Making sense of a trade deficit blowout

A decline in net exports, coupled with soft household and government spending, may suggest the economy is taking a turn for the worse. If China's economy sours, our trade balance could deteriorate further.

Net exports, the main driver of growth during the March quarter, have taken a turn for the worse during April and May. Combined with soft household and government spending and an expected fall in business investment, we cannot discount the possibility that the economy contracted during the June quarter.

Australia’s trade deficit blew out to $1.9 billion in May -- the biggest deficit since January 2013 -- to continue a fairly ordinary quarter for trade. The result missed expectations for a modest deficit of $200 million.

Graph for Making sense of a trade deficit blowout

The result follows a strong start to the year, which was enhanced further by unseasonably warm weather. Nevertheless, the recent decline in export values has been sharper than was widely expected and for now appears to be sharper than the recent decline in commodity prices. This suggests that net exports will contract from real GDP growth in the June quarter.

The value of exports fell by 4.6 per cent in May to be 0.6 per cent higher over the year. This follows a decline of 2.2 per cent in April. The recent decline has been driven by exports of goods, with service exports actually increasing modestly in May.

Iron ore, Australia’s biggest commodity export, rose by $319m in May, but this was offset by falls in coal, gas and gold exports.

Export values are likely to come under further pressure in June, with the Reserve Bank of Australia’s commodity price index falling a further 2.8 per cent in Australia dollar terms in the month. This was the fifth consecutive decline in the series, with commodity prices falling by a total of 12.3 per cent over that period.

By comparison, imports declined by 0.6 per cent in May to be 4.4 per cent higher over the year. This follows a rise of 3.2 per cent in April. The decline was driven by fewer capital imports, likely reflecting reduced mining investment, with the other components such as consumption, intermediate goods and services largely unchanged.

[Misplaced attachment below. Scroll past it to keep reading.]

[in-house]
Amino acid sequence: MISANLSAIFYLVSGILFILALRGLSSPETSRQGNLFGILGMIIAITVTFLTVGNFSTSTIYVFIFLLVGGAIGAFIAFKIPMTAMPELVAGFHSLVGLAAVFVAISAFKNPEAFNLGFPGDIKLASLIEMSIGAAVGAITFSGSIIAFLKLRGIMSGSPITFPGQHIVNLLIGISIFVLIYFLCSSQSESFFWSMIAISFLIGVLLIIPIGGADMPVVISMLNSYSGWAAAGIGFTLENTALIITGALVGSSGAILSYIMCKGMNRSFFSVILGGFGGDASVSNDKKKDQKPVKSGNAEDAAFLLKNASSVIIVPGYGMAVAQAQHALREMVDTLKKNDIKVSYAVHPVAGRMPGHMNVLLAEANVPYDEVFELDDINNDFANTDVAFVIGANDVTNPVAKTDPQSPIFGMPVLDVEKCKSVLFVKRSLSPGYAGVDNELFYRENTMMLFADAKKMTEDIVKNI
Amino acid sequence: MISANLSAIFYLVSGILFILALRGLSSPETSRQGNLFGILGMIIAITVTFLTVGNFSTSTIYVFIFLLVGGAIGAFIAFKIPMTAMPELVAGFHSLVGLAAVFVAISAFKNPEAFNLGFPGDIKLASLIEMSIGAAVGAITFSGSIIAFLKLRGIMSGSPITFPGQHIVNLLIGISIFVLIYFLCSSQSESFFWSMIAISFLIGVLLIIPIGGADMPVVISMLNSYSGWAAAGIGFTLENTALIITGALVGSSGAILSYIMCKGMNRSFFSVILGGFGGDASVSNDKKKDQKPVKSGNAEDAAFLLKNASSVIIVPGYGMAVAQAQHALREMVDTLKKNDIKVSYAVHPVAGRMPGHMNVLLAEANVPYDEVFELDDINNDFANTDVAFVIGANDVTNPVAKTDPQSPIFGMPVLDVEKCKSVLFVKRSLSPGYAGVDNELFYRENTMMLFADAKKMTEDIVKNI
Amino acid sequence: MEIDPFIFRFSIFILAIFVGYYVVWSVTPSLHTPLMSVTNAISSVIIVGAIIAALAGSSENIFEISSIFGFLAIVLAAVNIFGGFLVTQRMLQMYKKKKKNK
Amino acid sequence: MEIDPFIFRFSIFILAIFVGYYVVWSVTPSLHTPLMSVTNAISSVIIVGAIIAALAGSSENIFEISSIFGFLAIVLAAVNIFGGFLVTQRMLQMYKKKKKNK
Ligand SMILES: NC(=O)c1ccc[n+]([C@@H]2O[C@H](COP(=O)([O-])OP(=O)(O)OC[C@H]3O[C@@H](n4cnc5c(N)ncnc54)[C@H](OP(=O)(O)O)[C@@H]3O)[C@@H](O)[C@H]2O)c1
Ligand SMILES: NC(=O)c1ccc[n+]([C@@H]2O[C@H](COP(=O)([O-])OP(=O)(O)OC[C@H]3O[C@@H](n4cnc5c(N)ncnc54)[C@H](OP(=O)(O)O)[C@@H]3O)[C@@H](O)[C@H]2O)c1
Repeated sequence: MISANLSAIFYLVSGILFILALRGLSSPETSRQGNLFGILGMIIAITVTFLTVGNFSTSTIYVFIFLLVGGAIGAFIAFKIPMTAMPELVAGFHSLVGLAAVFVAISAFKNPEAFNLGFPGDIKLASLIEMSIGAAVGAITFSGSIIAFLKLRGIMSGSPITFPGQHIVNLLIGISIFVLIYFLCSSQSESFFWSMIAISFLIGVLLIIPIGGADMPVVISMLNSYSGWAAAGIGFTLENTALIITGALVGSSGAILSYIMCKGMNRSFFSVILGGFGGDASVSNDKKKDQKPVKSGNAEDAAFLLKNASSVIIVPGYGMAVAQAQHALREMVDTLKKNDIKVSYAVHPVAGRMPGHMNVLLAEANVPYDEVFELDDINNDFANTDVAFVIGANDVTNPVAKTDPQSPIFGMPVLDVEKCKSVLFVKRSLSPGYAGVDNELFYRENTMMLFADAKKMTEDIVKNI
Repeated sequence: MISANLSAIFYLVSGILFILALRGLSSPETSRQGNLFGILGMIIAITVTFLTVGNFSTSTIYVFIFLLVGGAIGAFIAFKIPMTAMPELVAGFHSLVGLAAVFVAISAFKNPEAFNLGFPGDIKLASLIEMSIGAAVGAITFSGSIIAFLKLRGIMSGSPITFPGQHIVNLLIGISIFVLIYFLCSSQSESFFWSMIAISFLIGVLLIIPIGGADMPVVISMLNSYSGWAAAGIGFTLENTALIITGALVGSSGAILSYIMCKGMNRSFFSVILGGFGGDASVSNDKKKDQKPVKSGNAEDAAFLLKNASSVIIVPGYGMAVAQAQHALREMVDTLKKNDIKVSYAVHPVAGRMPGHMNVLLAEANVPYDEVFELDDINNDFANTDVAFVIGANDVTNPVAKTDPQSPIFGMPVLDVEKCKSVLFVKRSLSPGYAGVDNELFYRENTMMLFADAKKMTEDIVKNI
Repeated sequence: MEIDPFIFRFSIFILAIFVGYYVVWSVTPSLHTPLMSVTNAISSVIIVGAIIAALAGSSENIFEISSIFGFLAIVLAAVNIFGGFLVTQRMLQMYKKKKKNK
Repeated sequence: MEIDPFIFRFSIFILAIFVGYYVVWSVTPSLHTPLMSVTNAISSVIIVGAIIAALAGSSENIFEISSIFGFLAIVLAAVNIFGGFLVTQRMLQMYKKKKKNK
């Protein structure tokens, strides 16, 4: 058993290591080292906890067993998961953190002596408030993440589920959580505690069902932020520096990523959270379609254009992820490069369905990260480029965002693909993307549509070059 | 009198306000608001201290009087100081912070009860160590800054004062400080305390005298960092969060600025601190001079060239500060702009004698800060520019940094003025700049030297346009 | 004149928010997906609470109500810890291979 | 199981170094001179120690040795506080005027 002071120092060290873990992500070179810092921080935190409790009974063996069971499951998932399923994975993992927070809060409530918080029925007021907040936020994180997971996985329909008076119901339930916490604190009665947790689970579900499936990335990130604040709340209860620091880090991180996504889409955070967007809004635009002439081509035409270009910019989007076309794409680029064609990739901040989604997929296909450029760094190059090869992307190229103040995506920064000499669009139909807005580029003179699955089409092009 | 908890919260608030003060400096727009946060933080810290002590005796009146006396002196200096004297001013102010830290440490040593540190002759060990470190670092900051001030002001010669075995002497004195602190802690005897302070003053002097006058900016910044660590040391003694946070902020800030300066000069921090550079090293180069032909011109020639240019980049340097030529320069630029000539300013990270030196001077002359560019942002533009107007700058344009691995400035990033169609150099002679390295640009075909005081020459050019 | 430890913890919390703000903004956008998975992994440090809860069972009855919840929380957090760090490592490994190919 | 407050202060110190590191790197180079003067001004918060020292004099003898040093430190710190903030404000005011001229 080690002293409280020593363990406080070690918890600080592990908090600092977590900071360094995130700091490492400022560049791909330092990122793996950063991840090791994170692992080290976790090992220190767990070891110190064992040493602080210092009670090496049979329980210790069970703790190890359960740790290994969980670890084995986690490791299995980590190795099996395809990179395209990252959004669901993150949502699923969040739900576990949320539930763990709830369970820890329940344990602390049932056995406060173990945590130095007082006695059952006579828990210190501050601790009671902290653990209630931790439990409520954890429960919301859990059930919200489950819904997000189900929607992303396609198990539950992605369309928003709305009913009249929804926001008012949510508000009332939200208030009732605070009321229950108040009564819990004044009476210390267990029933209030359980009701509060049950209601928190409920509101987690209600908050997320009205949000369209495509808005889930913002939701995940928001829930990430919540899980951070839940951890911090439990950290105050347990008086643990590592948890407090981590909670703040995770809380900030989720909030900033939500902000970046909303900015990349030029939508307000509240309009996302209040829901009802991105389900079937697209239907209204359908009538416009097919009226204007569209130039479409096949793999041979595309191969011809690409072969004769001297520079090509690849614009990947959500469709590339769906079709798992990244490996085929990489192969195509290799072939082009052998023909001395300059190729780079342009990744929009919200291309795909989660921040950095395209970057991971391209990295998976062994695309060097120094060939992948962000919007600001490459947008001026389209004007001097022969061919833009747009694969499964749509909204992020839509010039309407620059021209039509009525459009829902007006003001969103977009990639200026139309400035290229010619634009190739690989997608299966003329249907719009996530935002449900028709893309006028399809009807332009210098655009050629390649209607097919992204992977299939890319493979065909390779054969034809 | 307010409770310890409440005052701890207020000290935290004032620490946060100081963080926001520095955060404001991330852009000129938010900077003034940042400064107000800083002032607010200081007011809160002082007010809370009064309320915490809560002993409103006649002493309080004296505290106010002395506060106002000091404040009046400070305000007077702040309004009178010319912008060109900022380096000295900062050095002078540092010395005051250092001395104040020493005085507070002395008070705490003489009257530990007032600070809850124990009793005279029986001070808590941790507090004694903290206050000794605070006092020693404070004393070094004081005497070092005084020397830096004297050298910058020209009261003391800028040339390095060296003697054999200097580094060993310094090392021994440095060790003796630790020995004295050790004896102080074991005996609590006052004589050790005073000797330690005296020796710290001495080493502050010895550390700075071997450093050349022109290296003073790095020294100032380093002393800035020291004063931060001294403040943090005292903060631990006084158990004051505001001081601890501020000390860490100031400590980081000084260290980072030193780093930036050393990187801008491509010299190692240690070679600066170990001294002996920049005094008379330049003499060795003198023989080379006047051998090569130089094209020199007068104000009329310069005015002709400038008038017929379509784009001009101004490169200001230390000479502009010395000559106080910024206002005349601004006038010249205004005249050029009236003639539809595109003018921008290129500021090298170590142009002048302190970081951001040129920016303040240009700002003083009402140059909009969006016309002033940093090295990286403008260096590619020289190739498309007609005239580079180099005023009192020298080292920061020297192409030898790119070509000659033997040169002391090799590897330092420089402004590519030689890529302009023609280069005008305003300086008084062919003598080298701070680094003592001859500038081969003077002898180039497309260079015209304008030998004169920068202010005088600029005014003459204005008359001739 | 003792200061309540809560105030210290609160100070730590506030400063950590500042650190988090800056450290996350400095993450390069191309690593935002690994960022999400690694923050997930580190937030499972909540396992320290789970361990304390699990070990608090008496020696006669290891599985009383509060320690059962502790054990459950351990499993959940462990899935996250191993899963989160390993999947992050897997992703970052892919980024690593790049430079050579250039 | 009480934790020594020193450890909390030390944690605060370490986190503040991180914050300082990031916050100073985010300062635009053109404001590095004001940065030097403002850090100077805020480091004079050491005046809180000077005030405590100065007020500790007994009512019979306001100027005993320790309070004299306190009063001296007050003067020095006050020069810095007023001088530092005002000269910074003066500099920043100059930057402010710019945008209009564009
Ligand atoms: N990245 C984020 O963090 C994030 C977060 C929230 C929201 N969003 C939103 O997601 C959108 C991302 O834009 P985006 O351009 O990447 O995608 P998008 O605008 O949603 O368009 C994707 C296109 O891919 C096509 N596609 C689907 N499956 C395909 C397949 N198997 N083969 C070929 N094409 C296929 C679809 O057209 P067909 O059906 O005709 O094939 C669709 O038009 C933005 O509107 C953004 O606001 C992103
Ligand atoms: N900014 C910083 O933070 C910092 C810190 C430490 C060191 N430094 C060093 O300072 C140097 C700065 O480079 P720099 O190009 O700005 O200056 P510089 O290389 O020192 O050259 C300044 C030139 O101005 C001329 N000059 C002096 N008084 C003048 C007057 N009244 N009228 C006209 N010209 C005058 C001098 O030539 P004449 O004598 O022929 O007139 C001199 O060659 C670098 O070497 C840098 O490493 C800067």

Exports to China rose by just 1.4 per cent over the year to May and now accounts for about 35 per cent of all merchandise exports. Chinese exports declined by 5.7 per cent in May, which might simply reflect monthly volatility, but with Chinese authorities looking to ease excess capacity, exports might be a little softer than we have become accustomed to.

Exports to Japan and Korea have declined by 6.7 per cent and 14.4 per cent respectively over the year to May.

Graph for Making sense of a trade deficit blowout

Based on the current outlook for China, trade should rebound over the remainder of 2014. But our reliance on China certainly leaves the Australian economy particularly vulnerable if their economy begins to slow. With increasing speculation regarding China’s housing market and the broader economy, we cannot simply assume that it’ll be business as usual.

Needless to say, if the Chinese economy does sour, our trade balance will deteriorate further and the Australian economy will be left with few thriving sectors, limited monetary stimulus available and a federal government more intent on reducing spending than supporting growth.

Household spending has slowed significantly in recent months and housing construction is simply too small to contribute significantly to growth. These two sectors, in addition to exports, represent the rebalancing of the Australian economy, a process that has not been running smoothly in recent months.

From a growth perspective, I hope that the recent decline in exports simply reflects a drawback following a particularly strong March quarter. Recent comments from the RBA indicate that it believes that this might be the case. Nevertheless, it provides further evidence that the June quarter was particularly weak and there’s a very real possibility that activity contracted during the quarter.

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